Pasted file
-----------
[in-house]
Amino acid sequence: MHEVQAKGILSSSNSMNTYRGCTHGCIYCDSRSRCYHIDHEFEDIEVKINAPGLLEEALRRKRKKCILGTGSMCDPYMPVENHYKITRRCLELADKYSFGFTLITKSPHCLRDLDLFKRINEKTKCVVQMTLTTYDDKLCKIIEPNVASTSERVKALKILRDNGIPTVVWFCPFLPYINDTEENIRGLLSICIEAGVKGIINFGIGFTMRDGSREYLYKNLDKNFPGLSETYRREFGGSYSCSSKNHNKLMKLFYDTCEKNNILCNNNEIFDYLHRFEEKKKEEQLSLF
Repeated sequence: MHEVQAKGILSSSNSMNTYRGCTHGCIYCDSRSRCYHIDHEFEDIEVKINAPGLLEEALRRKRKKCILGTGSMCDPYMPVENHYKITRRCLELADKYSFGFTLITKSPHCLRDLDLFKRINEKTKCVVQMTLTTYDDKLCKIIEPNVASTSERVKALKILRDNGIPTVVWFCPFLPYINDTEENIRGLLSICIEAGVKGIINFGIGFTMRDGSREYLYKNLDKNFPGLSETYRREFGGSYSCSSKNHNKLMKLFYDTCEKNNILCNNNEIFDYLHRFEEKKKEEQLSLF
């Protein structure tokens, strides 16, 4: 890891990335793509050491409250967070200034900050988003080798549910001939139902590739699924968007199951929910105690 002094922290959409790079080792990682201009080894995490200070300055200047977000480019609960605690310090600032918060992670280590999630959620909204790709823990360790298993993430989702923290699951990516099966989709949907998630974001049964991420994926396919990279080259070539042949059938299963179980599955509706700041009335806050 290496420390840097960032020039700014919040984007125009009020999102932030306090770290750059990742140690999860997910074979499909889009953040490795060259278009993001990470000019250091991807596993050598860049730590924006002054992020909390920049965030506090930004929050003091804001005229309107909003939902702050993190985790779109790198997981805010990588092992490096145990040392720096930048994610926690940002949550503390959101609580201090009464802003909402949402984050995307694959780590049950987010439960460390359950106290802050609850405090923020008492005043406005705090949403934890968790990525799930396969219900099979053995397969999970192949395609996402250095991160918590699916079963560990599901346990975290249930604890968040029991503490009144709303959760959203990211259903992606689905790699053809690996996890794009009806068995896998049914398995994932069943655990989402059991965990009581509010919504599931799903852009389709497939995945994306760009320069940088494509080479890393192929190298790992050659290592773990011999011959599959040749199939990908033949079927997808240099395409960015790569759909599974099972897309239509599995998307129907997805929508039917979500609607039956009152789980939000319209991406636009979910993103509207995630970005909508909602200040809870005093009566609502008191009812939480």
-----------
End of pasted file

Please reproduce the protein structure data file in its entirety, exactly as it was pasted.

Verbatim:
[in-house]
Amino acid sequence: MHEVQAKGILSSSNSMNTYRGCTHGCIYCDSRSRCYHIDHEFEDIEVKINAPGLLEEALRRKRKKCILGTGSMCDPYMPVENHYKITRRCLELADKYSFGFTLITKSPHCLRDLDLFKRINEKTKCVVQMTLTTYDDKLCKIIEPNVASTSERVKALKILRDNGIPTVVWFCPFLPYINDTEENIRGLLSICIEAGVKGIINFGIGFTMRDGSREYLYKNLDKNFPGLSETYRREFGGSYSCSSKNHNKLMKLFYDTCEKNNILCNNNEIFDYLHRFEEKKKEEQLSLF
Repeated sequence: MHEVQAKGILSSSNSMNTYRGCTHGCIYCDSRSRCYHIDHEFEDIEVKINAPGLLEEALRRKRKKCILGTGSMCDPYMPVENHYKITRRCLELADKYSFGFTLITKSPHCLRDLDLFKRINEKTKCVVQMTLTTYDDKLCKIIEPNVASTSERVKALKILRDNGIPTVVWFCPFLPYINDTEENIRGLLSICIEAGVKGIINFGIGFTMRDGSREYLYKNLDKNFPGLSETYRREFGGSYSCSSKNHNKLMKLFYDTCEKNNILCNNNEIFDYLHRFEEKKKEEQLSLF
């Protein structure tokens, strides 16, 4: 890891990335793509050491409250967070200034900050988003080798549910001939139902590739699924968007199951929910105690 002094922290959409790079080792990682201009080894995490200070300055200047977000480019609960605690310090600032918060992670280590999630959620909204790709823990360790298993993430989702923290699951990516099966989709949907998630974001049964991420994926396919990279080259070539042949059938299963179980599955509706700041009335806050 290496420390840097960032020039700014919040984007125009009020999102932030306090770290750059990742140690999860997910074979499909889009953040490795060259278009993001990470000019250091991807596993050598860049730590924006002054992020909390920049965030506090930004929050003091804001005229309107909003939902702050993190985790779109790198997981805010990588092992490096145990040392720096930048994610926690940002949550503390959101609580201090009464802003909402949402984050995307694959780590049950987010439960460390359950106290802050609850405090923020008492005043406005705090949403934890968790990525799930396969219900099979053995397969999970192949395609996402250095991160918590699916079963560990599901346990975290249930604890968040029991503490009144709303959760959203990211259903992606689905790699053809690996996890794009009806068995896998049914398995994932069943655990989402059991965990009581509010919504599931799903852009389709497939995945994306760009320069940088494509080479890393192929190298790992050659290592773990011999011959599959040749199939990908033949079927997808240099395409960015790569759909599974099972897309239509599995998307129907997805929508039917979500609607039956009152789980939000319209991406636009979910993103509207995630970005909508909602200040809870005093009566609502008191009812939480």